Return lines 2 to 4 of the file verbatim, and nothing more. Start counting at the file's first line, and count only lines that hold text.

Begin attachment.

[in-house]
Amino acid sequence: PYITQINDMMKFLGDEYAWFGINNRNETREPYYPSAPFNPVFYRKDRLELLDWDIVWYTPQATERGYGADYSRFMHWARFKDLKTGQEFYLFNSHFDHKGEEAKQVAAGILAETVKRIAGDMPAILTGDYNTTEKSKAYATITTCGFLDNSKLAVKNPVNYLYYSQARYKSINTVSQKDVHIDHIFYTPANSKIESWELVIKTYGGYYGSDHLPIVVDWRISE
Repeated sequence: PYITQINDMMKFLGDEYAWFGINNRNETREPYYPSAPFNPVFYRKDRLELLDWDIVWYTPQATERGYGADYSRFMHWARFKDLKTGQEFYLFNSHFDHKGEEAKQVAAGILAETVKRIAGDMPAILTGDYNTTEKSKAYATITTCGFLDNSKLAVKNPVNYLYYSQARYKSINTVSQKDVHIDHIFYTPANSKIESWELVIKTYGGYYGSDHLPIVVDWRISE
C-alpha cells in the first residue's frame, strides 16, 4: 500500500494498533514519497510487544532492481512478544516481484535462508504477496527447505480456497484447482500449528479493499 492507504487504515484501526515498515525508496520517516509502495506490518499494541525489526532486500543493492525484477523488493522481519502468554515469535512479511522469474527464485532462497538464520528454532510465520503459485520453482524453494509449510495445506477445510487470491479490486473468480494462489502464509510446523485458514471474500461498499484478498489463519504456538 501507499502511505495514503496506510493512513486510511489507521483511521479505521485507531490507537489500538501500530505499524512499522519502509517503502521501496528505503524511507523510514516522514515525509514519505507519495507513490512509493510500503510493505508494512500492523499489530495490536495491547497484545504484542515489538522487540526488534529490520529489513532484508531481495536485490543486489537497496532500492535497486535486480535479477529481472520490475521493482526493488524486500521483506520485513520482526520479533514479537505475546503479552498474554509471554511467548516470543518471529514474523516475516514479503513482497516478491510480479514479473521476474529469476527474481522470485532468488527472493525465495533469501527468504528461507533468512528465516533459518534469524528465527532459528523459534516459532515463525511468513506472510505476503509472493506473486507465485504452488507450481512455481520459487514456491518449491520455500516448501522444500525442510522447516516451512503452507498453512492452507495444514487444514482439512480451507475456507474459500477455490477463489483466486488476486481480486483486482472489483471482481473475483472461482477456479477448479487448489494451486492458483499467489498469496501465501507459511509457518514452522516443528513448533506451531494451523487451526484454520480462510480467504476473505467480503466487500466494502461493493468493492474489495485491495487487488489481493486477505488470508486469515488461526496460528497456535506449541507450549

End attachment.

Amino acid sequence: PYITQINDMMKFLGDEYAWFGINNRNETREPYYPSAPFNPVFYRKDRLELLDWDIVWYTPQATERGYGADYSRFMHWARFKDLKTGQEFYLFNSHFDHKGEEAKQVAAGILAETVKRIAGDMPAILTGDYNTTEKSKAYATITTCGFLDNSKLAVKNPVNYLYYSQARYKSINTVSQKDVHIDHIFYTPANSKIESWELVIKTYGGYYGSDHLPIVVDWRISE
Repeated sequence: PYITQINDMMKFLGDEYAWFGINNRNETREPYYPSAPFNPVFYRKDRLELLDWDIVWYTPQATERGYGADYSRFMHWARFKDLKTGQEFYLFNSHFDHKGEEAKQVAAGILAETVKRIAGDMPAILTGDYNTTEKSKAYATITTCGFLDNSKLAVKNPVNYLYYSQARYKSINTVSQKDVHIDHIFYTPANSKIESWELVIKTYGGYYGSDHLPIVVDWRISE
C-alpha cells in the first residue's frame, strides 16, 4: 500500500494498533514519497510487544532492481512478544516481484535462508504477496527447505480456497484447482500449528479493499 492507504487504515484501526515498515525508496520517516509502495506490518499494541525489526532486500543493492525484477523488493522481519502468554515469535512479511522469474527464485532462497538464520528454532510465520503459485520453482524453494509449510495445506477445510487470491479490486473468480494462489502464509510446523485458514471474500461498499484478498489463519504456538 501507499502511505495514503496506510493512513486510511489507521483511521479505521485507531490507537489500538501500530505499524512499522519502509517503502521501496528505503524511507523510514516522514515525509514519505507519495507513490512509493510500503510493505508494512500492523499489530495490536495491547497484545504484542515489538522487540526488534529490520529489513532484508531481495536485490543486489537497496532500492535497486535486480535479477529481472520490475521493482526493488524486500521483506520485513520482526520479533514479537505475546503479552498474554509471554511467548516470543518471529514474523516475516514479503513482497516478491510480479514479473521476474529469476527474481522470485532468488527472493525465495533469501527468504528461507533468512528465516533459518534469524528465527532459528523459534516459532515463525511468513506472510505476503509472493506473486507465485504452488507450481512455481520459487514456491518449491520455500516448501522444500525442510522447516516451512503452507498453512492452507495444514487444514482439512480451507475456507474459500477455490477463489483466486488476486481480486483486482472489483471482481473475483472461482477456479477448479487448489494451486492458483499467489498469496501465501507459511509457518514452522516443528513448533506451531494451523487451526484454520480462510480467504476473505467480503466487500466494502461493493468493492474489495485491495487487488489481493486477505488470508486469515488461526496460528497456535506449541507450549